Frank Drake, an astronomer who has been at the centre of searches for extraterrestrial intelligence since the 1960s, said that the first thing the judges would do was eliminate any entries written in human languages.

"Some people have foolishly composed messages in English. Big mistake," Drake added. Drake has been involved in previous efforts to devise interplanetary messages, including the plaque on the Pioneer and Voyager space probes, which are now the farthest human objects from Earth, 'The Times' reported.

Given that the message may take thousands of years to reach intelligent life, it should include as much information as possible for the creatures receiving it. "Don't just send a message like, 'We want to be your friends'. The ETs will just get disappointed and mad at this," he mentioned.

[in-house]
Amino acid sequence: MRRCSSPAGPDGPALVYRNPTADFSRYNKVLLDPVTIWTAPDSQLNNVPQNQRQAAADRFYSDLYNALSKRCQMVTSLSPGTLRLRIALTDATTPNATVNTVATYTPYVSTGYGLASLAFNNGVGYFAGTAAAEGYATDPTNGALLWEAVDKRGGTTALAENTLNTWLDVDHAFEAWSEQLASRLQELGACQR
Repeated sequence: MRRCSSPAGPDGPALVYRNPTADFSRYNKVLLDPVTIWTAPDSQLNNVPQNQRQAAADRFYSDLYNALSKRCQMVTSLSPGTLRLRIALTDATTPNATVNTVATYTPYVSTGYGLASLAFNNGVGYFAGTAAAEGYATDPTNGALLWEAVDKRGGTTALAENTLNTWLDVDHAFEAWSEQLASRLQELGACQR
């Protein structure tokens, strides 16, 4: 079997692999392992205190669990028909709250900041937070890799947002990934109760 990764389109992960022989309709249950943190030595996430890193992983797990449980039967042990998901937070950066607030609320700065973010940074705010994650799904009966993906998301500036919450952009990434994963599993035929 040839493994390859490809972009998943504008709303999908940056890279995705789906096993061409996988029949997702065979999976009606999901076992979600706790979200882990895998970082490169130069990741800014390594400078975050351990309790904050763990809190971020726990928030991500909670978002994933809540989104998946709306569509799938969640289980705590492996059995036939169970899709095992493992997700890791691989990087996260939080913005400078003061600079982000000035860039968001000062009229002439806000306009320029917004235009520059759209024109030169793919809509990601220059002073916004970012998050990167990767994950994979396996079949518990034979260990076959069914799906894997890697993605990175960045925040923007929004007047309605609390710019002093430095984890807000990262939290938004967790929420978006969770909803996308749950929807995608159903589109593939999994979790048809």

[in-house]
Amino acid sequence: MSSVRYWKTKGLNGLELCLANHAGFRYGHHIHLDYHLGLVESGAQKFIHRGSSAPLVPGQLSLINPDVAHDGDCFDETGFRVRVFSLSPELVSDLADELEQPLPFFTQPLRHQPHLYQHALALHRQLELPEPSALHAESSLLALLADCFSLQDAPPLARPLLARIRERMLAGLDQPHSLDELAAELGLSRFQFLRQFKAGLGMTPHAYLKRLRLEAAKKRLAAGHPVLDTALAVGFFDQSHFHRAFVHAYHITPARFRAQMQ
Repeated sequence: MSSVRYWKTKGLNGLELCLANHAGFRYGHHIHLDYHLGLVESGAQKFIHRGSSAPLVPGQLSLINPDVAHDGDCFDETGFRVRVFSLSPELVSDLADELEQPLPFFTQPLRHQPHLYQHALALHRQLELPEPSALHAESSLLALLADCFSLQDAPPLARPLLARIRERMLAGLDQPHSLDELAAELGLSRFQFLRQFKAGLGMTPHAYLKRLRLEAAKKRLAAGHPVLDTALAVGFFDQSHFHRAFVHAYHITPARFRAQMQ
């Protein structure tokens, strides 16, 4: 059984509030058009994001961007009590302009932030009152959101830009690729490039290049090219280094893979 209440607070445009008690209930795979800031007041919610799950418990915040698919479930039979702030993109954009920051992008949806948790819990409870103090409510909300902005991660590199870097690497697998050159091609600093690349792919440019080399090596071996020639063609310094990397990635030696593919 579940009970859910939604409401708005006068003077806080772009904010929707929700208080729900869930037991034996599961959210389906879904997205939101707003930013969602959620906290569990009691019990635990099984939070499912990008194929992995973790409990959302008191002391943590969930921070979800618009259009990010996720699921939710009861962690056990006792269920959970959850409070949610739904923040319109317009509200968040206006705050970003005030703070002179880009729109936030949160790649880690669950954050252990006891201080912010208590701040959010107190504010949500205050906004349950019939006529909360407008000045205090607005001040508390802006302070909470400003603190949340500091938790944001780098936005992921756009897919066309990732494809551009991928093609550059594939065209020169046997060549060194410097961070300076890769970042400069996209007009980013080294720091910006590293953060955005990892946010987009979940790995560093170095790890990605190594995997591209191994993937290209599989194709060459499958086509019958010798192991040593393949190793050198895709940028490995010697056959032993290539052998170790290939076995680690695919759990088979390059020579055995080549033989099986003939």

Drake said the key was to think about what we have in common with other beings. "There are many common reference points. Chemistry, for instance. Through the spectral lines of elements, which are the characteristic fingerprints they leave on the light spectrum, we can give scale - hydrogen's spectral line could be a common unit of length," Drake added. Pulsars would also be a common reference point. The lighthouses of the universe, these neutron stars emit characteristic bursts of radiation. They can be used to describe a time interval, he said.

The USD 100-million Breakthrough Initiatives programme was launched by eminent British physicist Stephen Hawking at the Royal Society in London last week. Funded by Milner, the programme has been characterised as the 'biggest scientific search ever undertaken for signs of intelligent life beyond Earth'.

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